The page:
Place carp on 12" long 2x4. Place all ingridents on the carp and pound with a claw hammer for 1/2 an hour. Drink the scotch and then eat the board.
 

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Discussion Starter · #11 ·
I use a similar recipe to oldskool's

10 Tablespoons lemon pepper
1 cup horseradish
10 jaleponos
1 large onion sliced
1 cup of garlic
1 cup of scotch
1 carp

Place carp on 12" long 2x4. Place all ingridents on the carp and pound with a claw hammer for 1/2 an hour. Drink the scotch and then eat the board.
I think that I will drink the scotch before I get started. It will probably help me tolerate everything that came before it in the original message; especially the 1/2 hour of pounding with a claw hammar.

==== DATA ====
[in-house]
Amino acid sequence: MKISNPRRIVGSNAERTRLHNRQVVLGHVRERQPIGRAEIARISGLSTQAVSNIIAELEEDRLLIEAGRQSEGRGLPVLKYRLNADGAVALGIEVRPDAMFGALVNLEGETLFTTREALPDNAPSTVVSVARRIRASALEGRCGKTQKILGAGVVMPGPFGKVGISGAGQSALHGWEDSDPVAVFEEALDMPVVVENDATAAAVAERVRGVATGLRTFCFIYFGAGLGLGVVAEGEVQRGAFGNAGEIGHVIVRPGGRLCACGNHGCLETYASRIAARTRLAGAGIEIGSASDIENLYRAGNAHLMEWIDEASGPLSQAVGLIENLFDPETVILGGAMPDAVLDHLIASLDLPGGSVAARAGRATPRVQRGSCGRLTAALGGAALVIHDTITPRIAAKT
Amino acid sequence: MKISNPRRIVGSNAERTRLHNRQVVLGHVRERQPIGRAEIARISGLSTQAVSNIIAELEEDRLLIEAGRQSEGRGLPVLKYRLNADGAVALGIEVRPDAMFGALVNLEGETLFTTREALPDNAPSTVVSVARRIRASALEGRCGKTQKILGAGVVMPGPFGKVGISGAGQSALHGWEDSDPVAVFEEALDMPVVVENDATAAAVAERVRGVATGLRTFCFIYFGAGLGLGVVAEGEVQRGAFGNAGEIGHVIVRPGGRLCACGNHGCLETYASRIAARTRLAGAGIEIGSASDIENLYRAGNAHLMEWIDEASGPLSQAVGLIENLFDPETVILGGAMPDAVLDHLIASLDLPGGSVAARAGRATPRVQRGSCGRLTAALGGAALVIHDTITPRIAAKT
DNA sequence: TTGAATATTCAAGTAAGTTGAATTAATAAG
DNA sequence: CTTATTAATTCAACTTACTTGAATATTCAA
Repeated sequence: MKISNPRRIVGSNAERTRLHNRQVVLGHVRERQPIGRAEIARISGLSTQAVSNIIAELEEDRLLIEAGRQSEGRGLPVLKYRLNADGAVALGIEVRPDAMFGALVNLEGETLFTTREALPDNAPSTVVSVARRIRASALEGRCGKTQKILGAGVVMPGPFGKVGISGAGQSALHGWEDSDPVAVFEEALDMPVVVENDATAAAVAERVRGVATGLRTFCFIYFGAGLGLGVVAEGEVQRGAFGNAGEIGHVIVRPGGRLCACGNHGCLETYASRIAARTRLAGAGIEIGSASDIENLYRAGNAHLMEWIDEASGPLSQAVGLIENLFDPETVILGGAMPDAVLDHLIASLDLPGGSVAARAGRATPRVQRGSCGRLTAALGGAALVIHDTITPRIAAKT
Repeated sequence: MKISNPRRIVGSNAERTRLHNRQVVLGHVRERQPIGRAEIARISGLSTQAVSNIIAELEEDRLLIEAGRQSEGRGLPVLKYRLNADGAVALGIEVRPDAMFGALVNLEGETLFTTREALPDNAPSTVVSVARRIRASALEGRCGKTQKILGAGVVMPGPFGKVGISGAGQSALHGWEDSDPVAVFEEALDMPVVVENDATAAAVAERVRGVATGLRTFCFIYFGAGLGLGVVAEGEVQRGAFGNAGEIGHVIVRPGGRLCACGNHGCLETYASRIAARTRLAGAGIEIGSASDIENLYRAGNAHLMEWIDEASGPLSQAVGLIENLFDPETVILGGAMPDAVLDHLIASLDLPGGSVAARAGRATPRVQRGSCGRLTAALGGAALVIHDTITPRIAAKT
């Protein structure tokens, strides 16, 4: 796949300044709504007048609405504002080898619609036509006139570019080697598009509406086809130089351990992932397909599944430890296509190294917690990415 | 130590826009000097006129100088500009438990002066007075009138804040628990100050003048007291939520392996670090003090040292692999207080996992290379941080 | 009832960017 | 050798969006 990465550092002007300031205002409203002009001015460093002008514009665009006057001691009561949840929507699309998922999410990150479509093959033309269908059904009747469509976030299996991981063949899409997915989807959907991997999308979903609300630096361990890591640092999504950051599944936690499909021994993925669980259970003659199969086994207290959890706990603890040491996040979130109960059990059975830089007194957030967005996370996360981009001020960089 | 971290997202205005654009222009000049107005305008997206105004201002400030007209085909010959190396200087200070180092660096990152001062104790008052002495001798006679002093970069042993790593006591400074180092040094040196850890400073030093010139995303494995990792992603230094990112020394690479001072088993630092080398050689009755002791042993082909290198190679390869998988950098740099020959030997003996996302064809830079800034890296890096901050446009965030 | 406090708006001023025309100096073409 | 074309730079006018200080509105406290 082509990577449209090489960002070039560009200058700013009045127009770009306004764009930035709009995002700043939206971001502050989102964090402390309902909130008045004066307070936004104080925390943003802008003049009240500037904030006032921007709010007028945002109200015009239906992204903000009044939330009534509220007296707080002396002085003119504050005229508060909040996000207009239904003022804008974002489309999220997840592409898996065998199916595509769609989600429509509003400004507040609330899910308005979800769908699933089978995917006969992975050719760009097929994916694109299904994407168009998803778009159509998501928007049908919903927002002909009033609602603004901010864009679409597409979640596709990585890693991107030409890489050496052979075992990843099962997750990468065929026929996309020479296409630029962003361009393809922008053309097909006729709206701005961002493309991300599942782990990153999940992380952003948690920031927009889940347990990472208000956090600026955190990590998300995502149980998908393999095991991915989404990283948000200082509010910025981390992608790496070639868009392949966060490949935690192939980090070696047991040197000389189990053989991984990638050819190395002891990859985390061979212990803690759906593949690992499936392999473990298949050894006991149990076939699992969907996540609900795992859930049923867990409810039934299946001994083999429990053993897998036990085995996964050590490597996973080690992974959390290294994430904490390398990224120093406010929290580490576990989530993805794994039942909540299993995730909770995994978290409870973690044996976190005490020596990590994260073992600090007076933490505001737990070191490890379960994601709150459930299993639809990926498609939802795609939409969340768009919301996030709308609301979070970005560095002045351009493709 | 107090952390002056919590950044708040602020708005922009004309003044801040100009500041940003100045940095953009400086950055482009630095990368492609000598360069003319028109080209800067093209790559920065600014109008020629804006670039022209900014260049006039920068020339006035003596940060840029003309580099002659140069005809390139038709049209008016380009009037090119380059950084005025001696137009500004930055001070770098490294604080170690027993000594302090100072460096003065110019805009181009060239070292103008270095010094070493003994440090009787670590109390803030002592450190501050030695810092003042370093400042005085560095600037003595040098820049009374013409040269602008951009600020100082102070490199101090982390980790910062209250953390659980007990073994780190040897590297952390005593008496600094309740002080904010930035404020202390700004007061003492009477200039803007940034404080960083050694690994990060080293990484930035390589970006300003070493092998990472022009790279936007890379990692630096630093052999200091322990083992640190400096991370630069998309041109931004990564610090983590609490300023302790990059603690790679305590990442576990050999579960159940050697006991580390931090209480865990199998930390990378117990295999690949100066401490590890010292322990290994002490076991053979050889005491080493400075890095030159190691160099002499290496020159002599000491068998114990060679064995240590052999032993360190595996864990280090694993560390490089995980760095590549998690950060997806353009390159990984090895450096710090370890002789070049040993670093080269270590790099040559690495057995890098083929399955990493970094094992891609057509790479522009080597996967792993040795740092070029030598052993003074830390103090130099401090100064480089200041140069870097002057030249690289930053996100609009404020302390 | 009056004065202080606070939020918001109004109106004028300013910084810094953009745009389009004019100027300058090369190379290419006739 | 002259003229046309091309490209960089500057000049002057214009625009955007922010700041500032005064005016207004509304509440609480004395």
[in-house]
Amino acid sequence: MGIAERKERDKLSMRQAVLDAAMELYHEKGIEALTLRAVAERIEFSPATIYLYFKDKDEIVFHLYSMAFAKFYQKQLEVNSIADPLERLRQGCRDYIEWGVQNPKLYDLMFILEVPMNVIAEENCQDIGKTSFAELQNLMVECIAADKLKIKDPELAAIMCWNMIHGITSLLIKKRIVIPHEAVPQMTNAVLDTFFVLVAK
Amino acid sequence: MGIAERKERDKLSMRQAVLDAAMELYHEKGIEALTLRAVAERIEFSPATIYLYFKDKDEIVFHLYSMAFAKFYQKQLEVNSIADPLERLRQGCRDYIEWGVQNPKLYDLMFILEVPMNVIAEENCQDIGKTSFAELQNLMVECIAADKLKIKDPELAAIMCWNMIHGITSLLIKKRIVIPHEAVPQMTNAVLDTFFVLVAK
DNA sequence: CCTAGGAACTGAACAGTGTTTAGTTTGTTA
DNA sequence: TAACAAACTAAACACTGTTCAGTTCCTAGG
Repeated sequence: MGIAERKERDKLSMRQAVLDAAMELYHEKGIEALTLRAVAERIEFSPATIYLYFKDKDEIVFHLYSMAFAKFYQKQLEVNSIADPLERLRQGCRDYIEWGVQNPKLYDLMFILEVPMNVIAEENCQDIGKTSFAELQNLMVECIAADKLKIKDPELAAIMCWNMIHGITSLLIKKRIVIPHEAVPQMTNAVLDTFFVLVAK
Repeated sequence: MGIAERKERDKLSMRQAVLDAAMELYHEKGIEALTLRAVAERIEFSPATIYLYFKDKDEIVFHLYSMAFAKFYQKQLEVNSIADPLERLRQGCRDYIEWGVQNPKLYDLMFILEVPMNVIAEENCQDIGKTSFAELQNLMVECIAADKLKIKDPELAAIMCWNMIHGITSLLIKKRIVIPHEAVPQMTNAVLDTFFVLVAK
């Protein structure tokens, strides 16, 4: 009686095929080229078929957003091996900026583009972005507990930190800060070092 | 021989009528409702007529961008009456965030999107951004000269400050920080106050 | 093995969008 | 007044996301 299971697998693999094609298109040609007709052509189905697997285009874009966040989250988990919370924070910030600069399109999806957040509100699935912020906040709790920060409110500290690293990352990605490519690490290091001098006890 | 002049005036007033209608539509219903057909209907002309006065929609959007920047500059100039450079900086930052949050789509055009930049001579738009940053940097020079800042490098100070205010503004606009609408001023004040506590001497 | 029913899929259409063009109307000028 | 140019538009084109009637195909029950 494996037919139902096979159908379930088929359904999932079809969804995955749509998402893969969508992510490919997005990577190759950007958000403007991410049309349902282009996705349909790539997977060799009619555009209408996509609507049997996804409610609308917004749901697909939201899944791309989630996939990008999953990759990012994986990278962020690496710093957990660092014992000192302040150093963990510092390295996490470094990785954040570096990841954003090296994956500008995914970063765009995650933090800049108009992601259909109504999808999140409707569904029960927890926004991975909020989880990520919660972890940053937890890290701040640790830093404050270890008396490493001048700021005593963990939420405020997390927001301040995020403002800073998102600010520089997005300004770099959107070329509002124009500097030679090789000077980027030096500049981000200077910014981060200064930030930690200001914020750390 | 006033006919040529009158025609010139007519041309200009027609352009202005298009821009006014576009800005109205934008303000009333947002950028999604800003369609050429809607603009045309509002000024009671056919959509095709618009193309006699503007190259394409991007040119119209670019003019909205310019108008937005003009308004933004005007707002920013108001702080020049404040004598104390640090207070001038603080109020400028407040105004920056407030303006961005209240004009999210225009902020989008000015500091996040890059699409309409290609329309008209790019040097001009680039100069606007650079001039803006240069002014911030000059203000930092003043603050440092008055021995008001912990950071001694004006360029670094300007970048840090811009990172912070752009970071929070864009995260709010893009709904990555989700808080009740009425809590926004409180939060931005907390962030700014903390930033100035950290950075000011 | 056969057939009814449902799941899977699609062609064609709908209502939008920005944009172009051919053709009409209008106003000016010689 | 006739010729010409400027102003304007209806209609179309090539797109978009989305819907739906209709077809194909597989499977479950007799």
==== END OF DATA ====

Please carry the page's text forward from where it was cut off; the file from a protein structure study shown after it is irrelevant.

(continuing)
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Actually carp for dinner is quite common fare in Asia and Eastern Europe. There's a guy in England that had a show on TV called River Cottage (Hugh Fearnley-Whittingstal)l that used to go around the UK in a Land Rover, living off the land. Since then he's had several spinoff shows. I've seen him cook carp a few times. In a recent show, he got the carp and put it into a clean flowing tank, quarantine style for a week before cooking. The guests he cooked for didn't know it was carp and they seemed to enjoy it. They were very surprised when they were told it was carp.

While most of us wouldn't have the holding tank (he used an old hot water tank) to clear the muddiness from the fish, I do think it may have possibilities especially if you have a lot of carp nearby. There's a couple recipes in his books that I have.